In one hour's time the team plays against Raymond-Lincolnwood at our field. Last year when we played on their field, if memory serves, it was during the buildup of what could have been a magnificent fall storm capable of tornadoes and everything else. It was a lot of fun watching the clouds roll in and to feel the wind pick up. Sadly, that doesn't seem likely today.

Before the game is over I will need to be on my way to a wedding rehearsal about twenty minutes away.

Can I have an assistant?

There are days, as I've mentioned here before, that I would dearly love having a personal secretary, assistant, or whatever it is that we call them these days. How much easier life would be!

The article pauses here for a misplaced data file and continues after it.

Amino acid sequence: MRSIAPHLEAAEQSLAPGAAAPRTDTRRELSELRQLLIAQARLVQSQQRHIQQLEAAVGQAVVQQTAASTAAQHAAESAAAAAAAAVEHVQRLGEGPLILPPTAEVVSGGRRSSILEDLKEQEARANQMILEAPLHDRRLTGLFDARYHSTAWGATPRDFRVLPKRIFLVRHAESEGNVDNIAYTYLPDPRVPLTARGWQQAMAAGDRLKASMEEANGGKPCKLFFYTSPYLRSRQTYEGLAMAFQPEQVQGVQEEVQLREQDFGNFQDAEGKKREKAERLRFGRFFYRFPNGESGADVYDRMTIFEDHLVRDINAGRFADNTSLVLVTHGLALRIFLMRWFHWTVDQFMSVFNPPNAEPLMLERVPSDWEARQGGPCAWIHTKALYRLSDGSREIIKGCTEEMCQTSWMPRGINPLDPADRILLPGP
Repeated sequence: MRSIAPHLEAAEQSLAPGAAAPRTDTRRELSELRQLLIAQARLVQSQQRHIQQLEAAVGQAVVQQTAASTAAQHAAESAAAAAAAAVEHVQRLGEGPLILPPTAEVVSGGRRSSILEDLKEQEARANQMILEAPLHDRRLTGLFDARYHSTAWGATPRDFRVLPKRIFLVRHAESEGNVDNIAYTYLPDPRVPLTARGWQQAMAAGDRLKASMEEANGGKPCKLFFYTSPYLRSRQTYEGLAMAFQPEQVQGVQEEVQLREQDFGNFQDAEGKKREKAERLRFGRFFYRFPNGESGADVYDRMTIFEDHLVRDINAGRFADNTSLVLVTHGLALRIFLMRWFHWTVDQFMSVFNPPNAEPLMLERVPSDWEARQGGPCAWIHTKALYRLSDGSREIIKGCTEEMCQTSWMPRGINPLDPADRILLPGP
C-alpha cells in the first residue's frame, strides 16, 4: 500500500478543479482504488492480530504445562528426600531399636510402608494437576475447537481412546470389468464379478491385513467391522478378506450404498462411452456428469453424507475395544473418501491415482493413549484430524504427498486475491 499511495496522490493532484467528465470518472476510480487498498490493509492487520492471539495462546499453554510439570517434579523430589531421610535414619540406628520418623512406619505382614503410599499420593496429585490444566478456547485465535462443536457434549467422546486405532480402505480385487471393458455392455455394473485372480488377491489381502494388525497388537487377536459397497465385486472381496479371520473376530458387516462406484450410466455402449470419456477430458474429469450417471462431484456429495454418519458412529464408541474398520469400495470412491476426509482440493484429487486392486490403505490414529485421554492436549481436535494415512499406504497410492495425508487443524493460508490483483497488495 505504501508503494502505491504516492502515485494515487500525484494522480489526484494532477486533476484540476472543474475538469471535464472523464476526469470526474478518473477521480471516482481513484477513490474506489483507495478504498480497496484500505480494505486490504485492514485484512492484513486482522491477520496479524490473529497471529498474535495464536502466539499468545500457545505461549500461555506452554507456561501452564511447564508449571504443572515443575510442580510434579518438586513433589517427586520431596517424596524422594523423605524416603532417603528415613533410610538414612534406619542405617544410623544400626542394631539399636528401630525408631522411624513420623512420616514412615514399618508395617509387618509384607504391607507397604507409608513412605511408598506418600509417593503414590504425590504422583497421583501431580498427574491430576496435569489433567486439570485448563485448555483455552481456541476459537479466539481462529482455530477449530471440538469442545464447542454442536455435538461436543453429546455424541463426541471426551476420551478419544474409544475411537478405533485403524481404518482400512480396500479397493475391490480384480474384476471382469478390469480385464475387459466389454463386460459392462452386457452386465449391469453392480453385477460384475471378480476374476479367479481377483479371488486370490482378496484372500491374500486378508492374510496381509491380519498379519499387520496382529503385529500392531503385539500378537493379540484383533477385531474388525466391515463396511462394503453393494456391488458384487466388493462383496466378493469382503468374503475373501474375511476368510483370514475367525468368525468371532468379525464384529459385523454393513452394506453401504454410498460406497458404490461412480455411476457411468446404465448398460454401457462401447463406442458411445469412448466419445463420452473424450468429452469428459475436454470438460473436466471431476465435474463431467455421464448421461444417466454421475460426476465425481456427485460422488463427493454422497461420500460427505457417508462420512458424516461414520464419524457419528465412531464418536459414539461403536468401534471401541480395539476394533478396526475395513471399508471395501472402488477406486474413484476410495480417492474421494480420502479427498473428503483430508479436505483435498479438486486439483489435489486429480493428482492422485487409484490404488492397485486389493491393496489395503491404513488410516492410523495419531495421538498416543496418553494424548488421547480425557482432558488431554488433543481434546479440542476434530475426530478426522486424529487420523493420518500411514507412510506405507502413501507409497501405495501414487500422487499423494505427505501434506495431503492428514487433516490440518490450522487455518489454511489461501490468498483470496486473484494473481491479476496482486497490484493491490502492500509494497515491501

I'm feeling that especially now as I return from a week away from the parish at our convention. While there I played a good game of Monopoly with several other priests, one of whom hadn't played for as long as I've been alive (I didn't win).

In my last post I talked very briefly about our plans to attend WYD and the necessary - and providential - stop in Honolulu. I returned to the parish Tuesday evening for a soccer game in Altamont (we tied 0-0) and put up some announcements in the high school about the plans.

I didnt' think I'd have too many interested, both because of costs and because of the length of the pilgrimage. I was wrong.

I have - according to the easiest plans - nine spots for kids available and fourteen interested that I know of. I'm told there are five or more seniors who are very interested who have not yet contacted me.

I'm holding a meeting today at the high school during lunch for interested students and one Sunday afternoon for interested parents.